Meanwhile, as a people and nation, the Jew and Israel, respectively, not only exist, but stand as a mocking bastion against those in history that would do them in (e.g. Hitler and Nazism). Those whose mind and heart are in tune with the written text of Scripture not only marvel but stand amazed at what God has resurrected post World War II. There, on the sun drenched Mediterranean shores of what was once a British mandated “Palestine”—slice of real estate, springs to life the modern State of Israel. Talk about dry bones coming to life (Ezekiel 37-39)!
But then, how does one see the modern State of Israel? Is she to be viewed as an ongoing thorn in the side of what is known as the “Palestinian State?” For that matter, where and how did the Palestinian State even come into existence? And, given the current political/international atmosphere, should the modern State of Israel be viewed as the antagonist or protagonist (or either) over against the so-called Palestinian State?
During the 1970’s, the seminary I attended taught us the following summary regarding how to view Israel: both prophetic and the modern state. The marvel of the post-WW II Jews returning to “Palestine,” and ultimately establishing their modern state of Israel, was a blessing to the biblical hermeneutic of a literal, grammatical, cultural, historical interpretation of the biblical text. First, what the Scriptures had taught us through their prophets indicated that indeed, God was going to put sinew and muscle on dry bones. Second, though the current state of Israel was certainly the substance of God’s doing, modern Israel, at least currently, is not a total fulfillment of God’s promises. That is, the Jews are definitely back in “the Land,” but are they there in belief or unbelief? No matter the answers to these questions, the main (theological) perspective we were taught is that the church is the church and Israel is Israel. The two should not be joined or confused in Scripture. This dispensational view of the word of God is buttressed today with the re-establishment of Israel as a nation among the nations of the world after two millennia of world-wide dispersion – just as the prophets foretold!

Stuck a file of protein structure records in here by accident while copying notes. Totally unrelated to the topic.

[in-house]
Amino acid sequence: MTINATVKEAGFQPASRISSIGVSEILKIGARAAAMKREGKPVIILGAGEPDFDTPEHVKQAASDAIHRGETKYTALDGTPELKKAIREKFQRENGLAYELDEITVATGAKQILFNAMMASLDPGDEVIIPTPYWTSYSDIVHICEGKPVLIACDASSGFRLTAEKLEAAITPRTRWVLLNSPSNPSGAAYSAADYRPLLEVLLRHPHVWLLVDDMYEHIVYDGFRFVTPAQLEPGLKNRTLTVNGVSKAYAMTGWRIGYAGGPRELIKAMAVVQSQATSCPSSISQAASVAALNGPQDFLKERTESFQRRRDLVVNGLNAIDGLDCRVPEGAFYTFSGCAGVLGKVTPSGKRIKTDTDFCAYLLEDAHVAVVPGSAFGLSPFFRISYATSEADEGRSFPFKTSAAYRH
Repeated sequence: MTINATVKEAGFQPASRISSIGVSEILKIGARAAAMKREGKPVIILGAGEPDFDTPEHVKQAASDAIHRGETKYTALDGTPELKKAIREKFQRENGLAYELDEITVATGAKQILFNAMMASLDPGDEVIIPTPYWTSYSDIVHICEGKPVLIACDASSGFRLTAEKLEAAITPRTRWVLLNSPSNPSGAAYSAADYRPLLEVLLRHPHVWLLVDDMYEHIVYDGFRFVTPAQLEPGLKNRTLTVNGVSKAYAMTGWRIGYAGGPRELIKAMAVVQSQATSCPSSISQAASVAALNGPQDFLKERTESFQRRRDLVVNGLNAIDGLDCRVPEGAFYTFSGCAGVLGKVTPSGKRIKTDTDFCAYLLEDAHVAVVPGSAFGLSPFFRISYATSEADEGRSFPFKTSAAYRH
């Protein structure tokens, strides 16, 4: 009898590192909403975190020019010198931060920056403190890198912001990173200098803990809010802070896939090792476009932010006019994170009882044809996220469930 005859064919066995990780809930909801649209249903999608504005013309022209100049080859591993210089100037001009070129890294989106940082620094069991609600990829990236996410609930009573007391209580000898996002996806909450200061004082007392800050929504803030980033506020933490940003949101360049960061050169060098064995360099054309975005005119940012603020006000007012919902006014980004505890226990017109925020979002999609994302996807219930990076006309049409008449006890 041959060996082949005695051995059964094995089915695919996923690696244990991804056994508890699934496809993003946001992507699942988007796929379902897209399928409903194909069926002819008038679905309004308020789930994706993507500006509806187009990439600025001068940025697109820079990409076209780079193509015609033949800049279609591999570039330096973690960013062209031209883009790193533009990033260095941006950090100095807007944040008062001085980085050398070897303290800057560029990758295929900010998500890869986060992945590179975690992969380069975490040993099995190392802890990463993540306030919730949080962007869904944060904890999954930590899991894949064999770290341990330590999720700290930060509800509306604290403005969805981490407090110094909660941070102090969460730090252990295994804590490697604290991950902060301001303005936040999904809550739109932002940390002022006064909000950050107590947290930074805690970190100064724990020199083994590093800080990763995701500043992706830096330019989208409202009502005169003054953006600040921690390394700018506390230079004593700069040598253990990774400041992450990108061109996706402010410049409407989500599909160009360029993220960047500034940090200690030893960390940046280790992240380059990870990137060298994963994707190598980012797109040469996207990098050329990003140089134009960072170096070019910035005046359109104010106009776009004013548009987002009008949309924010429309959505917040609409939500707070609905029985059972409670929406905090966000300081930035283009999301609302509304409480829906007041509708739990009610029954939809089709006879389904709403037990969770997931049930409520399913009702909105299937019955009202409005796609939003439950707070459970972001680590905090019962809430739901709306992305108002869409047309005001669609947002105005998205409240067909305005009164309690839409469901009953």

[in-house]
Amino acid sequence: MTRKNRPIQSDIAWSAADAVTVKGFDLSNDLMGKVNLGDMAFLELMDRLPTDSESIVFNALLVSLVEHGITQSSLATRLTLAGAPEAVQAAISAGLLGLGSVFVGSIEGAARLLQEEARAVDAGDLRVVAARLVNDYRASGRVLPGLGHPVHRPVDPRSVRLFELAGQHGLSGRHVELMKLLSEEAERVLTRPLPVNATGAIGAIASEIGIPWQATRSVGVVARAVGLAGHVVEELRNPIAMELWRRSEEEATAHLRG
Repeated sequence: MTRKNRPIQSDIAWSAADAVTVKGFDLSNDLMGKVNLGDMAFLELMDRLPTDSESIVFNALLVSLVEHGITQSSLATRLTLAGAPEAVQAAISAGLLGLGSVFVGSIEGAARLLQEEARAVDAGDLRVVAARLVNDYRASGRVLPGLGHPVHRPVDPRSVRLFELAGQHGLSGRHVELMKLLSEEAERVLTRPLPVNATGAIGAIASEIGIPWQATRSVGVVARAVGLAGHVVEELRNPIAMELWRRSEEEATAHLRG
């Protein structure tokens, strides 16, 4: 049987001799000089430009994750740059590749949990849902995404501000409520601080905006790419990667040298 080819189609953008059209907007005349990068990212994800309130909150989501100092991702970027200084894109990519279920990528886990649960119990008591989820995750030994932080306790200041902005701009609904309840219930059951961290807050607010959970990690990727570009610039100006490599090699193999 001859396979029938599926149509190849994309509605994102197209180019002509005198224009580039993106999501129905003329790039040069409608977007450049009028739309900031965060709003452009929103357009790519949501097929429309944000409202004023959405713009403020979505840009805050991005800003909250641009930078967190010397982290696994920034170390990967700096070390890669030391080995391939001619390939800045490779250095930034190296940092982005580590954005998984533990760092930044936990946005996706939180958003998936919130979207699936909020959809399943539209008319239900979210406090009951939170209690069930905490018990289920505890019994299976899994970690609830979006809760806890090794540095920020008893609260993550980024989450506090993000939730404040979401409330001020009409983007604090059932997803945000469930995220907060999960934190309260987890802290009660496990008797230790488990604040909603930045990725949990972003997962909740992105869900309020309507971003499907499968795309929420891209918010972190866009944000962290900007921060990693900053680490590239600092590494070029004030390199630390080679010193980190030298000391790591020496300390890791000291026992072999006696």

In other words, since 1947/8, did the re-birth of Israel as a modern nation mean that biblical prophecy had been fulfilled? Though there are many references that could be cited, let me just focus on Ezekiel 37:15-28. After establishing the fact that He would make the previously dual nations of Israel one (vs.15-20), God then describes how He will bring this “one nation” back to the Land of Israel.
- The Lord will gather his people from all the nations of the world (vs. 21).
- The Lord will bring them back to the Land as one people (vs. 22).
- The Lord will establish one king over them as one people (vs. 22).
- The Lord will save them from and out of all their sinful practices (vs. 23).
- As a result of this cleansing of their spiritual condition, the Lord will become their God (again) and they will be his people (vs. 23). The Lord will establish one king-Shepherd over his people in the Land, and he will be from the house of David (vs. 24).
- The Lord will establish them in the Land, their children with his king (David) forever and ever (vs. 25)!
- The Lord will make a (new) and everlasting covenant of peace with them (vs. 26).
- The Lord will set his tabernacle (temple) in their midst forevermore (vs. 26).